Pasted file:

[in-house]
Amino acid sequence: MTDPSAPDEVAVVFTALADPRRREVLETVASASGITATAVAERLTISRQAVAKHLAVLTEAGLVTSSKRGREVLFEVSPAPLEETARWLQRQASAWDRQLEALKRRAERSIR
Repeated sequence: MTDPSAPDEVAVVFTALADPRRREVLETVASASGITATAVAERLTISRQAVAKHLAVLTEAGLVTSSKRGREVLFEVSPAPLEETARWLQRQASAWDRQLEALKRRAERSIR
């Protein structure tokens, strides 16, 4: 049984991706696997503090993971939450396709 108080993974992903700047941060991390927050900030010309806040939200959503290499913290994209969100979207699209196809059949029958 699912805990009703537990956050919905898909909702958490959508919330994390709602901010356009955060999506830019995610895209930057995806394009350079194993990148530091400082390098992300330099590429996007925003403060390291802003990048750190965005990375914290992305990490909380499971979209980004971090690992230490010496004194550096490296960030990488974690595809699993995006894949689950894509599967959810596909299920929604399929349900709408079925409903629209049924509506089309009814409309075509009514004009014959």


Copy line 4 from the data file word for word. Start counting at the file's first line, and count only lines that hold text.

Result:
């Protein structure tokens, strides 16, 4: 049984991706696997503090993971939450396709 108080993974992903700047941060991390927050900030010309806040939200959503290499913290994209969100979207699209196809059949029958 699912805990009703537990956050919905898909909702958490959508919330994390709602901010356009955060999506830019995610895209930057995806394009350079194993990148530091400082390098992300330099590429996007925003403060390291802003990048750190965005990375914290992305990490909380499971979209980004971090690992230490010496004194550096490296960030990488974690595809699993995006894949689950894509599967959810596909299920929604399929349900709408079925409903629209049924509506089309009814409309075509009514004009014959």